Many popular outlets, like Fox News and Buzzfeed, have sordid histories when it comes to factual reporting. Instead, consider turning to outlets with credible scientific sourcing, such as the Center for Disease Control and Prevention or the World Health Organization. Because COVID-19 is not yet well understood, even these sources will get facts wrong, but their lack of incentive to sensationalize news means that they are less likely to intentionally lead you astray.
At the end of the day, we need to give our researchers time to gain a better understanding of this virus and, unfortunately, there is still a lot of work to be done. The most the average civilian can do now is stay home and practice social distancing to help flatten the curve. Furthermore, concerned citizens should call on their elected officials to better support our medical staff, many of whom are now facing pay cuts and layoffs, and our researchers, who are working tirelessly to investigate a virus unlike any they’ve seen before. Given enough time, our general understanding of the virus will slowly improve. Until then, take everything you read with a grain of salt.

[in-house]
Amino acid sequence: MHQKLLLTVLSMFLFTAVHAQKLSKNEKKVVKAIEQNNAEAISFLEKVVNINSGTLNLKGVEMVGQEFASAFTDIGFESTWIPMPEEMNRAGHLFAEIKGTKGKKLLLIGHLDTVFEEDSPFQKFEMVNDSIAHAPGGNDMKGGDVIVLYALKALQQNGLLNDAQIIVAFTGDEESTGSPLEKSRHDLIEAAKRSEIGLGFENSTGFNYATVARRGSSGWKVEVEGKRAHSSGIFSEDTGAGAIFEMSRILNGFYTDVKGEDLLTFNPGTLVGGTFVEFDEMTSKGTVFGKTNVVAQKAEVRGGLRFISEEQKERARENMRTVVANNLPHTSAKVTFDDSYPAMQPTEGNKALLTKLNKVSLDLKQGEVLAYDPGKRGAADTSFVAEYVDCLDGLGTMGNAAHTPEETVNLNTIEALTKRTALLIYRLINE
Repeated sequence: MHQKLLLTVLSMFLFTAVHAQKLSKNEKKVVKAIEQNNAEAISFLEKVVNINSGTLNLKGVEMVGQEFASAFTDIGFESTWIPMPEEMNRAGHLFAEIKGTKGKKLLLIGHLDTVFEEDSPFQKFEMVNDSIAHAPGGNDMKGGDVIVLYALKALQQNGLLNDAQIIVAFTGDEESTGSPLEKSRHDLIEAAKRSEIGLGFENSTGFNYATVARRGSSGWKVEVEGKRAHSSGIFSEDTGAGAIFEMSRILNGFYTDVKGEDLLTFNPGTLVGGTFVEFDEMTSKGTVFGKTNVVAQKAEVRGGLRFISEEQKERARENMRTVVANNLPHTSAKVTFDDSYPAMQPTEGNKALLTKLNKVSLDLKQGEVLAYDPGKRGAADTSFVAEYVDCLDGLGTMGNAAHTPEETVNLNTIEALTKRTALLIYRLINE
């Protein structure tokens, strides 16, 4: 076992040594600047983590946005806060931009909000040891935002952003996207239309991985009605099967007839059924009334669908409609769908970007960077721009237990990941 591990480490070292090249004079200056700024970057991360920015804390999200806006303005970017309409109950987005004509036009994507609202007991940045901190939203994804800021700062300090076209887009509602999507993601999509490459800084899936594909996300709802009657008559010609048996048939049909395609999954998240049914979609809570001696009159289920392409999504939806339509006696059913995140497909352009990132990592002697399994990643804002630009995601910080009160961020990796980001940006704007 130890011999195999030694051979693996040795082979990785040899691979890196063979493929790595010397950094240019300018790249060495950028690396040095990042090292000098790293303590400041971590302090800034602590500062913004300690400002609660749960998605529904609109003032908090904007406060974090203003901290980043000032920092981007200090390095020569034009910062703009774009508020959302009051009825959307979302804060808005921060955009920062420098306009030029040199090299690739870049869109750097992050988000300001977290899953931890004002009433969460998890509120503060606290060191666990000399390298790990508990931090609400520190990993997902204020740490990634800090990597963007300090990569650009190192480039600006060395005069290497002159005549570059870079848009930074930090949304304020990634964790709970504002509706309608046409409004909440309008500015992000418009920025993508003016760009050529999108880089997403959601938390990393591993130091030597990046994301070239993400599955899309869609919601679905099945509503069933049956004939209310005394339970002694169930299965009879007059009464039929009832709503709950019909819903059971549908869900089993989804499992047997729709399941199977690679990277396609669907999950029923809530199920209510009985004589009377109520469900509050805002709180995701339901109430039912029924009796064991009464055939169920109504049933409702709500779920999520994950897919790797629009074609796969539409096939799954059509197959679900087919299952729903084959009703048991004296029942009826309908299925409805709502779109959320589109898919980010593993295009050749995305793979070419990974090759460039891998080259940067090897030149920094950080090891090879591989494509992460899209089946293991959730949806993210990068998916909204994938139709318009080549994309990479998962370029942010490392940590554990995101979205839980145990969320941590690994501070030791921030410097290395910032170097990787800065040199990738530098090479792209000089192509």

It is unlikely that either Einhorn or NBC News had any ill intentions when they published their article on COVID-19’s impact on the African American community, but they must take more care to avoid misleading their public. For now, some information is best kept within scientific circles until it is thoroughly peer-reviewed and ready to be released. These are uncertain times and everyone is eager to understand the virus, but disseminating partial facts will be confusing at best and incredibly dangerous at worst.